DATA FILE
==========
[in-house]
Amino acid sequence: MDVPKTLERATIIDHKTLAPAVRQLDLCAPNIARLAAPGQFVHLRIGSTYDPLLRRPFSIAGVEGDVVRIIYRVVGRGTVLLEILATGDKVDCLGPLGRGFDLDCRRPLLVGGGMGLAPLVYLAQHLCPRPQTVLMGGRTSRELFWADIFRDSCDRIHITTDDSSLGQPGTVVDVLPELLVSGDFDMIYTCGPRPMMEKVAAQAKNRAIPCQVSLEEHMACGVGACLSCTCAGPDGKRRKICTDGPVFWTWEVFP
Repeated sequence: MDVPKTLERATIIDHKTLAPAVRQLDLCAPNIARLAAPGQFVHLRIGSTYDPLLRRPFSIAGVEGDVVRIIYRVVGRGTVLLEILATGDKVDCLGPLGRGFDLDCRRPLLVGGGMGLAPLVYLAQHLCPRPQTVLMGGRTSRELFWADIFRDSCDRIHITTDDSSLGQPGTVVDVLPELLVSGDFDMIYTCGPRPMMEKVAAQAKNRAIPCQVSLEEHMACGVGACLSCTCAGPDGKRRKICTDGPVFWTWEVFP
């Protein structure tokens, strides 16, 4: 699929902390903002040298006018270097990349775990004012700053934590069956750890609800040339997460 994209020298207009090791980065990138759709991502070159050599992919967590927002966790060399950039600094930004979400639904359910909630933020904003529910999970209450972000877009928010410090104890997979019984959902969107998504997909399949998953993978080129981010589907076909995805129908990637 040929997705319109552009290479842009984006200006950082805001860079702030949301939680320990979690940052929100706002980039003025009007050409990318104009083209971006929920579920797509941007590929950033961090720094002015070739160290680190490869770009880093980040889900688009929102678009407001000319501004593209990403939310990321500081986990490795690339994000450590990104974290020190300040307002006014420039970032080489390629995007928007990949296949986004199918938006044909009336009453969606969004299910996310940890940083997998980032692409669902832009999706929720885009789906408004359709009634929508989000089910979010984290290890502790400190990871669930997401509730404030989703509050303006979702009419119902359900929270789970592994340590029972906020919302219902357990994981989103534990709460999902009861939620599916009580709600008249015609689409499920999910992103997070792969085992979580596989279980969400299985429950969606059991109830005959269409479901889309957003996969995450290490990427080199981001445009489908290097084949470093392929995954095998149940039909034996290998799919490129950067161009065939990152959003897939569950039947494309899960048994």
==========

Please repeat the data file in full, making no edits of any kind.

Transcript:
[in-house]
Amino acid sequence: MDVPKTLERATIIDHKTLAPAVRQLDLCAPNIARLAAPGQFVHLRIGSTYDPLLRRPFSIAGVEGDVVRIIYRVVGRGTVLLEILATGDKVDCLGPLGRGFDLDCRRPLLVGGGMGLAPLVYLAQHLCPRPQTVLMGGRTSRELFWADIFRDSCDRIHITTDDSSLGQPGTVVDVLPELLVSGDFDMIYTCGPRPMMEKVAAQAKNRAIPCQVSLEEHMACGVGACLSCTCAGPDGKRRKICTDGPVFWTWEVFP
Repeated sequence: MDVPKTLERATIIDHKTLAPAVRQLDLCAPNIARLAAPGQFVHLRIGSTYDPLLRRPFSIAGVEGDVVRIIYRVVGRGTVLLEILATGDKVDCLGPLGRGFDLDCRRPLLVGGGMGLAPLVYLAQHLCPRPQTVLMGGRTSRELFWADIFRDSCDRIHITTDDSSLGQPGTVVDVLPELLVSGDFDMIYTCGPRPMMEKVAAQAKNRAIPCQVSLEEHMACGVGACLSCTCAGPDGKRRKICTDGPVFWTWEVFP
């Protein structure tokens, strides 16, 4: 699929902390903002040298006018270097990349775990004012700053934590069956750890609800040339997460 994209020298207009090791980065990138759709991502070159050599992919967590927002966790060399950039600094930004979400639904359910909630933020904003529910999970209450972000877009928010410090104890997979019984959902969107998504997909399949998953993978080129981010589907076909995805129908990637 040929997705319109552009290479842009984006200006950082805001860079702030949301939680320990979690940052929100706002980039003025009007050409990318104009083209971006929920579920797509941007590929950033961090720094002015070739160290680190490869770009880093980040889900688009929102678009407001000319501004593209990403939310990321500081986990490795690339994000450590990104974290020190300040307002006014420039970032080489390629995007928007990949296949986004199918938006044909009336009453969606969004299910996310940890940083997998980032692409669902832009999706929720885009789906408004359709009634929508989000089910979010984290290890502790400190990871669930997401509730404030989703509050303006979702009419119902359900929270789970592994340590029972906020919302219902357990994981989103534990709460999902009861939620599916009580709600008249015609689409499920999910992103997070792969085992979580596989279980969400299985429950969606059991109830005959269409479901889309957003996969995450290490990427080199981001445009489908290097084949470093392929995954095998149940039909034996290998799919490129950067161009065939990152959003897939569950039947494309899960048994």